Quite. You know, you could end a lot of this by simply saying, in plain English, whether or not you agree with Needs Sunlight’s assertion that Solaris (and CDDL) is non-Free – or whether you badmouth it simply because it isn’t your favourite, and anything you don’t think is best is automatically worthy of attacks and derision (as seems to be implied by http://boycottnovell.com/2008/12/06/attack-then-hijack-two-face/#comment-43716)

  63. AlexH said,

    December 8, 2008 at 3:53 am

    Gravatar

    @Jo: yeah, good luck with that ;)

    Getting clear answers to simple questions is usually impossible at this point.

  64. Roy Schestowitz said,

    December 8, 2008 at 8:44 am

    Gravatar

    Yesterday:

    http://systembash.com/content/howto-installing-zfs-and-setting-up-a-raid-z-array-on-ubuntu/

    ZFS is a relatively new filesystem created by Sun. It is released under the CDDL License which is incompatible with Linux’s GPL License, meaning that it can not be installed natively in the kernel.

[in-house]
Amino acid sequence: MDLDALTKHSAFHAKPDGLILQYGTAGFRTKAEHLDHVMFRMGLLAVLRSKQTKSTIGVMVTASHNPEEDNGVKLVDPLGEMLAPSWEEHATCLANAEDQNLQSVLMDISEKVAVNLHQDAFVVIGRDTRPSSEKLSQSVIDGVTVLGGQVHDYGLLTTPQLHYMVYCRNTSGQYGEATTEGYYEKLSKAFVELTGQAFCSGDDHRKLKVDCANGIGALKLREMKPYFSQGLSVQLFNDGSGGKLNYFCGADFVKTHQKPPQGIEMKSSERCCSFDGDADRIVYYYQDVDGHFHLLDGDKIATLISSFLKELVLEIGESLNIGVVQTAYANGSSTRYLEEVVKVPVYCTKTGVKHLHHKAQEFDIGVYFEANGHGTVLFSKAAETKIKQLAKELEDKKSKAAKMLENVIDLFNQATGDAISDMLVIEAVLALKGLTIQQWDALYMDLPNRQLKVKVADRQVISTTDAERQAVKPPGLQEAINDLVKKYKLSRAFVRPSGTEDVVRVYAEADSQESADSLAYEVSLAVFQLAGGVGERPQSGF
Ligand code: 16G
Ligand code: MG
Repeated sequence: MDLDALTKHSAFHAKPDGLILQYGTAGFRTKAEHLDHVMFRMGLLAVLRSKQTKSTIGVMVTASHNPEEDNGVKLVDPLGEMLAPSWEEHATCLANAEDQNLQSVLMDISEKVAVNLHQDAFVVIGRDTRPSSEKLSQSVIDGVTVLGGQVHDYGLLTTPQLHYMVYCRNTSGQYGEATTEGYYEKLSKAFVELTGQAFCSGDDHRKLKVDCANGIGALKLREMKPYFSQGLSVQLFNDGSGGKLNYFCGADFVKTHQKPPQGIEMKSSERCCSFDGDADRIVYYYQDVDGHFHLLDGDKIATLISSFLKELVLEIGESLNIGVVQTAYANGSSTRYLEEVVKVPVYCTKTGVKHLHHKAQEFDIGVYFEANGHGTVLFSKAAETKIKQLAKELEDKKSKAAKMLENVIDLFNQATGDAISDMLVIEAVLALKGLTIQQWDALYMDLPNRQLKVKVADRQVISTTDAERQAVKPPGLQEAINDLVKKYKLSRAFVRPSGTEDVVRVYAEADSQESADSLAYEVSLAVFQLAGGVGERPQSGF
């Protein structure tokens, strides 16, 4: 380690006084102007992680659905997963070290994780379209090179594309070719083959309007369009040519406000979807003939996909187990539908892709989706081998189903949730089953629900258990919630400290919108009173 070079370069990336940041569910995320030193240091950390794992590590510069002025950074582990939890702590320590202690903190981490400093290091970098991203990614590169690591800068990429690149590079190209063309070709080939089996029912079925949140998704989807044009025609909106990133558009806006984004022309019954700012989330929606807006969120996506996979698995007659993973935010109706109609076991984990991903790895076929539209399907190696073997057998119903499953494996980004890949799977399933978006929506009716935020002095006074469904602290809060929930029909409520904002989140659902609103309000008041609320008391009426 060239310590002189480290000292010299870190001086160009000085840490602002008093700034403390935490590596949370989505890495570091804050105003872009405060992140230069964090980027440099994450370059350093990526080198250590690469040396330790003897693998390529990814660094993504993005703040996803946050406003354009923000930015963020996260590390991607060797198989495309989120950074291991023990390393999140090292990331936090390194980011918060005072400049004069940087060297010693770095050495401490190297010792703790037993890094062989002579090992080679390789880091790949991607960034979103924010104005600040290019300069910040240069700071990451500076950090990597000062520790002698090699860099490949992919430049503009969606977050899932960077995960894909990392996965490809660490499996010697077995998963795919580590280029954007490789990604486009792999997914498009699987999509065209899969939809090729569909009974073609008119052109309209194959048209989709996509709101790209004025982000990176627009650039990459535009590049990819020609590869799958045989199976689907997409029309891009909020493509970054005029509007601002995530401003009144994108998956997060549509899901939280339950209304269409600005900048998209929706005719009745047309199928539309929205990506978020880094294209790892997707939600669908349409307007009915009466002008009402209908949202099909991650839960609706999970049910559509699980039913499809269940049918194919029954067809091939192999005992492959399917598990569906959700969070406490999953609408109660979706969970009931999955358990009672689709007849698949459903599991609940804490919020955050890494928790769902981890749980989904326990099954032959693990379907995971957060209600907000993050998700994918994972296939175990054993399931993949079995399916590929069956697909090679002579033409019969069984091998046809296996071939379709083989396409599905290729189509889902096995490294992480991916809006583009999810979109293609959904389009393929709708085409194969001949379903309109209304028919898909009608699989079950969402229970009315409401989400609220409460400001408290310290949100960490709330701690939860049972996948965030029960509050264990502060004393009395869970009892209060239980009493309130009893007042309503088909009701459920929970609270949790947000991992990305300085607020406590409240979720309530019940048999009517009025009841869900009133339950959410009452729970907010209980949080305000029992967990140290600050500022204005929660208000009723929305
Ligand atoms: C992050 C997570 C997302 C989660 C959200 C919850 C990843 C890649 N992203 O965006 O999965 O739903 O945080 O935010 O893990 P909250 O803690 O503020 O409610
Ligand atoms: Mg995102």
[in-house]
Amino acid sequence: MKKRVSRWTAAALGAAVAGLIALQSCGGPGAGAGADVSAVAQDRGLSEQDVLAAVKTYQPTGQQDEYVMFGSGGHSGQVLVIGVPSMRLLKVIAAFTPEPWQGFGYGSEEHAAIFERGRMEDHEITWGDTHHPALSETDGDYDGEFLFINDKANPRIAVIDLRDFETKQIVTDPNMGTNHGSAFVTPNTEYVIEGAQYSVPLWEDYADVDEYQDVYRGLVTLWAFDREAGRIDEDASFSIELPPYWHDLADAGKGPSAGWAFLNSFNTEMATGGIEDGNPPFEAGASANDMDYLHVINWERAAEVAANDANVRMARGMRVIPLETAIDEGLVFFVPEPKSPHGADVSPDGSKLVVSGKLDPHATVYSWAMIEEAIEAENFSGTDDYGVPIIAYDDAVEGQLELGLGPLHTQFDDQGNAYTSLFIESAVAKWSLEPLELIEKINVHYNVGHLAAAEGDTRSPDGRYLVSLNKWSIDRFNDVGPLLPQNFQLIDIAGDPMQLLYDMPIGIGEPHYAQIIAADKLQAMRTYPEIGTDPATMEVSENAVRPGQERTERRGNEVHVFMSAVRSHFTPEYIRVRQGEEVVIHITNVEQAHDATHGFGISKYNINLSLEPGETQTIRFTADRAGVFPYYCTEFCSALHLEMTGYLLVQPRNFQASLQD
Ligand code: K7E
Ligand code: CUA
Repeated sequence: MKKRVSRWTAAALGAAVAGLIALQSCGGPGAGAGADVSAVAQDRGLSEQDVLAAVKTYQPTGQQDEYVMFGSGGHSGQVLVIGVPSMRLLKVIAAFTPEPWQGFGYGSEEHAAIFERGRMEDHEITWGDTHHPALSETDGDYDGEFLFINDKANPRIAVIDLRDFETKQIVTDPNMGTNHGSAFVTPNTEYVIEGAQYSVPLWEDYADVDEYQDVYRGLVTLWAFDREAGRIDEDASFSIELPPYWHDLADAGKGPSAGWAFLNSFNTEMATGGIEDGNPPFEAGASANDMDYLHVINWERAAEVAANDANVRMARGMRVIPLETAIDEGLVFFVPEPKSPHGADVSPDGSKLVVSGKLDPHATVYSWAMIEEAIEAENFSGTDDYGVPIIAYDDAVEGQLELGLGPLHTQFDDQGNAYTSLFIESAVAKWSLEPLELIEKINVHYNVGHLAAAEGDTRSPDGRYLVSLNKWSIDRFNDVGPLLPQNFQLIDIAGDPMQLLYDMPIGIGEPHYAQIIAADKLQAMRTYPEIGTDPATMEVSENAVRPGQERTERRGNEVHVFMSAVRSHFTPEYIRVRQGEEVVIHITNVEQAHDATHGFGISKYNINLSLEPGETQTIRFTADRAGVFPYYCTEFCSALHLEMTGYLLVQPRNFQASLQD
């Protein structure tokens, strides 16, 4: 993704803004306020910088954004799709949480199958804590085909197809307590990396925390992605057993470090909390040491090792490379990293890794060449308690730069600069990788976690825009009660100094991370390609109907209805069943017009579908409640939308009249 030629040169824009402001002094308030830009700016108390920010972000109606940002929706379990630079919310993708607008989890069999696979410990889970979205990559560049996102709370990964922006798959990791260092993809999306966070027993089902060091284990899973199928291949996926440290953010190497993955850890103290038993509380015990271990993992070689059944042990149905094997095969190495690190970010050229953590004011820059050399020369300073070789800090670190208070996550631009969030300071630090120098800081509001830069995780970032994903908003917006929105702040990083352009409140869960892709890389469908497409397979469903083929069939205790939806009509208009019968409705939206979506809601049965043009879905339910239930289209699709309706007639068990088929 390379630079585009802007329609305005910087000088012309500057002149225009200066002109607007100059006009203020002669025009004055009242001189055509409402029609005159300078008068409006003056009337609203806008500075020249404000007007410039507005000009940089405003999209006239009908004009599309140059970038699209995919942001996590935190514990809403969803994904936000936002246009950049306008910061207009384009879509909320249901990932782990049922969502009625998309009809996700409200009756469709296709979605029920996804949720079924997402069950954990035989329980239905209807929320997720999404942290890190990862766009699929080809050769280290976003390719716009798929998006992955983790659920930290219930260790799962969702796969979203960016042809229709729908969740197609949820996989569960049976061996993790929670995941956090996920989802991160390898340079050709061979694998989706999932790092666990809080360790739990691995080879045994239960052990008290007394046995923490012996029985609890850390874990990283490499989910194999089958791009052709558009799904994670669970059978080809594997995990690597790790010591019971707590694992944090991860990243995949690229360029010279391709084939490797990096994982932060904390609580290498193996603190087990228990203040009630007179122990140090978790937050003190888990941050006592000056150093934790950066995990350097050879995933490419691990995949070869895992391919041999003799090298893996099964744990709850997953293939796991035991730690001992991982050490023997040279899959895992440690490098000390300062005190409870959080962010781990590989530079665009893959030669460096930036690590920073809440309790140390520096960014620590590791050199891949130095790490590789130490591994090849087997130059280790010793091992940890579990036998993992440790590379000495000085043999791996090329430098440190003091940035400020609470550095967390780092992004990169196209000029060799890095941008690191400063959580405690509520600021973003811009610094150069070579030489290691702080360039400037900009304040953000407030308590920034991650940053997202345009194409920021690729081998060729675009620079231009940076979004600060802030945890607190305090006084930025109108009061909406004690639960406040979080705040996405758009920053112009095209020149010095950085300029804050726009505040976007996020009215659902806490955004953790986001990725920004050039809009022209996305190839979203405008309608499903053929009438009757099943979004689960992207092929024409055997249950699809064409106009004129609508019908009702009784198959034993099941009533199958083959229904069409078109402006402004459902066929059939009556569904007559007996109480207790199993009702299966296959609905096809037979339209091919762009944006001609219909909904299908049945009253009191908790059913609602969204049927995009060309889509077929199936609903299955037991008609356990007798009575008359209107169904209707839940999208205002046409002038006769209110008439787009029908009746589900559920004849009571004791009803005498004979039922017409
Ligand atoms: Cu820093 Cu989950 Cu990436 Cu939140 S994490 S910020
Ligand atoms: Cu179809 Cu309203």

People are aware of these issues.

  65. AlexH said,

    December 8, 2008 at 8:53 am

    Gravatar

    @Roy: being incompatible with the Linux kernel isn’t “bad”. If it was, the GPLv3 would be “bad”.

    People are aware of the issues, yes, but it doesn’t make something “non-free” or somehow suspect.

  66. Bob said,

    December 8, 2008 at 5:40 pm

    Gravatar

    “ZFS is a relatively new filesystem created by Sun. It is released under the CDDL License which is incompatible with Linux’s GPL License, meaning that it can not be installed natively in the kernel.”